In Stricklin, defendant—known for playing practical jokes—grabbed plaintiff's feet while plaintiff was sitting on the fence of a cattle pen.Summary of this case from McCants v. Correct Care Sols., LLC
Opinion filed January 25, 1964.
SYLLABUS BY THE COURT
NEGLIGENCE — Incompetent Employee — Joint Adventure — Sufficiency of Petition. The record in an action to recover damages for personal injuries is examined, and as more fully set forth in the opinion, it is held: (1) plaintiff's second amended petition stated a cause of action against ( a) defendant Burt founded upon negligence and not upon assault and battery, ( b) the employer commission firm for negligently retaining an incompetent and unfit employee, ( c) the stockyard company on the theory of joint adventure with the commission firm, and (2) the district court erred in sustaining the defendants' demurrers to the second amended petition.
Appeal from Labette district court, sitting at Parsons; HAL HYLER, judge. Opinion filed January 25, 1964. Reversed.
Payne H. Ratner, Louise Mattox, Payne H. Ratner, Jr., Cliff W. Ratner, Edmund R. Learned, R.R. Barnes and Tyler C. Lockett, all of Wichita, and Fayette Rowe, of Columbus, were on the briefs for appellant.
Jack L. Goodrich, of Parsons, was on the briefs for appellee Frank Burt. Kirke C. Veeder, of Independence, was on the briefs for appellees Burtin and Beaman. Glenn Jones, of Parsons, was on the briefs for appellee Parsons Stockyard Company.
The opinion of the court was delivered by
The plaintiff brought this action against four defendants to recover damages for personal injuries, charging each with concurrent negligent acts which proximately caused his injuries and damages. The district court sustained each of the defendant's demurrers to plaintiff's second amended petition, and the plaintiff perfected this appeal.
The parties will be referred to as plaintiff and defendants in order of their appearance in the district court, unless otherwise indicated.
As a result of various motions to strike and to make more definite and certain, the plaintiff's second amended petition is lengthy, containing 61 separate paragraphs which comprise 20 printed pages in the abstract. The recital in detail of the facts surrounding plaintiff's injuries, including a great deal of evidence demanded by defendants, is highly summarized.
The plaintiff alleged that the defendant, Parsons Stockyard Company, and defendants Arlie Burtin and P.W. Beaman, doing business as Burtin-Beaman Commission Company, were engaged in a joint enterprise in the purchase and sale of livestock; that the defendant Frank Burt was in the employment of the commission company; that Burt was given to playing pranks involving physical force upon customers who were doing business in the stockyard area; that defendants Burtin and Beaman knew or had knowledge for over one year that Burt played pranks of a dangerous nature which might result in physical injury and pain to persons lawfully upon the premises, and the nature of such "horseplay" resorted to on at least eight separate occasions, other than the one involving the plaintiff in this action, was pleaded in detail in the amended petition.
Following the foregoing recital, plaintiff alleged that on November 19, 1957, he took a truckload of calves to the stockyard company to be sold through Burtin-Beaman Commission Company; that the calves were unloaded from his truck by employees of the stockyard company and placed in pens for sale by the commission firm; that during the course of the sale of his calves from the pens, plaintiff climbed upon a "2 by 6" wooden board affixed to the top of the cattle pen and seated himself thereon; that it was customary for cattle sellers to use that board as a seat so as to be present when their cattle were sold and thereby permit free movement of the livestock in the pen and down the alleys of the stockyard. That while plaintiff was seated in the foregoing position, the defendant Burt, in an act of "horseplay," grasped plaintiff's feet and lifted them into the air, causing him to lose his balance and fall from the top of the pen to the concrete floor, a distance of six feet; that defendant Burtin was in the pen when Burt grasped the plaintiff's feet and lifted them into the air and although knowing of Burt's propensities for playing practical jokes upon customers involving physical force, he paid no attention to Burt and made no protest to him to leave the plaintiff alone; that as a result of the fall, plaintiff suffered severe injuries which were itemized in detail.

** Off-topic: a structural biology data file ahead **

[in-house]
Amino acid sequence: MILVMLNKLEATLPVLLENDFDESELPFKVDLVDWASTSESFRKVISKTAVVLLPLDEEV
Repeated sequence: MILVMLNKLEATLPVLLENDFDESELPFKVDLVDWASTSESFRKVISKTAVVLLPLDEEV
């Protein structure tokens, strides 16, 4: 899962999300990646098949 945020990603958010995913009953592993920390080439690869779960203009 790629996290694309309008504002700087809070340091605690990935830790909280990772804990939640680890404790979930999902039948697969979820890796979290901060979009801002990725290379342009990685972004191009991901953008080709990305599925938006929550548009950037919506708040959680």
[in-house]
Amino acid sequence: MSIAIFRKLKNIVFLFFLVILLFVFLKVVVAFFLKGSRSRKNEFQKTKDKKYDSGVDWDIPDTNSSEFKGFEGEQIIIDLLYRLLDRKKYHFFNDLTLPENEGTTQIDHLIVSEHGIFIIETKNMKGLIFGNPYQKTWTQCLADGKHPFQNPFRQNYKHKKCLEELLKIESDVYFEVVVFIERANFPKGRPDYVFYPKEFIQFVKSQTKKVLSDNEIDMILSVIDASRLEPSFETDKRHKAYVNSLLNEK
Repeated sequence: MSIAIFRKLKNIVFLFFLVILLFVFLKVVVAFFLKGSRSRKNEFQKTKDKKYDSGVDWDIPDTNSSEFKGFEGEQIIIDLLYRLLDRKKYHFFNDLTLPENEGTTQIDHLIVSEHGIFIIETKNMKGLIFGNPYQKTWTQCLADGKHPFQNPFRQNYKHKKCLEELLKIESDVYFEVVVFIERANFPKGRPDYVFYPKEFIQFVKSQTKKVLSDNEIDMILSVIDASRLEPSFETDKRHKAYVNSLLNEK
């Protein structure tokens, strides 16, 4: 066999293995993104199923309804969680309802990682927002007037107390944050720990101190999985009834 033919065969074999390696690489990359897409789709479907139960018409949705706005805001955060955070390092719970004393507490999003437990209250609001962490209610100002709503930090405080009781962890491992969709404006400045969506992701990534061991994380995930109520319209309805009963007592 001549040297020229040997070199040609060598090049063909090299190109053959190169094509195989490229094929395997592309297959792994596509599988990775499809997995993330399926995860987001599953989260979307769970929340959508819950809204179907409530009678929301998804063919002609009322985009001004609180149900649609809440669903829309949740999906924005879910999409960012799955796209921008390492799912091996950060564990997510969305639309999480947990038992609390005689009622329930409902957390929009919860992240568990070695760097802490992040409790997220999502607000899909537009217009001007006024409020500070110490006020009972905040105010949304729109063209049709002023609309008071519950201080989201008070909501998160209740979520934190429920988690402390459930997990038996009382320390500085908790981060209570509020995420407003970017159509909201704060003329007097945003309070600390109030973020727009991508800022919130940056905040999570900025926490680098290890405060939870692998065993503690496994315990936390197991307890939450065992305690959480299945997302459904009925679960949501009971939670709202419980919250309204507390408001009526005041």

Plaintiff first contends he alleged a cause of action against the defendant Parsons Stockyard Company on the theory of a joint enterprise with the defendants Burtin and Beaman. It was alleged that those defendants operated a joint enterprise for several years prior to November 19, 1957, and that the defendant stockyard company owned the stockyard which consisted of docks to load and unload livestock, pens covered by a roof, alleys, runways, and scales; that Burtin and Beaman occupied pens and alleyways and used the scales of the stockyard company and charged a commission for each animal sold; that when livestock was brought to the stockyard, it was unloaded at docks at the south side of the stockyard by employees of the stockyard company where it was marked for identification, and a record was made of the name of the seller, the number and type of stock and which commission firm would sell the stock, and a copy of the record was delivered to the seller and commission firm; that when livestock was to be sold through Burtin and Beaman, the same was placed in their pens; that Burtin and Beaman received bids from buyers of stock and when the stock was sold it was driven down the alleyway north to the scales maintained and operated by the stockyard company where the stock was weighed and driven into pens in the north part of the stockyard; that after the stock was weighed it belonged to the purchasers; that the employees of the stockyard company who weighed the stock prepared weight tickets and gave the same to Burtin and Beaman who, from those records, gave the seller weight tickets together with the records of the livestock company; that the seller took those tickets and records to the office of the stockyard company, located in a two-story building where Burtin and Beaman had their office, and the seller was paid by Burtin and Beaman upon presentation of his weight tickets. The purchaser was also given a carbon copy of the weight tickets. It was alleged the seller of the stock did not receive the full amount of the sale price but that Burtin and Beaman deducted therefrom yardage fees and a fire insurance premium which they paid to the stockyard company, and a commission fee which they paid to themselves. Plaintiff alleged he did not know what percent of the sale price of the livestock was charged for yardage, fire insurance, and commission, but those matters were peculiarly within the knowledge of the defendants, and further, that there was an agreement between the stockyard company and the commission firm with respect to such joint enterprise but that such facts were peculiarly within the knowledge of those defendants and he was unable to plead the agreement in any greater detail.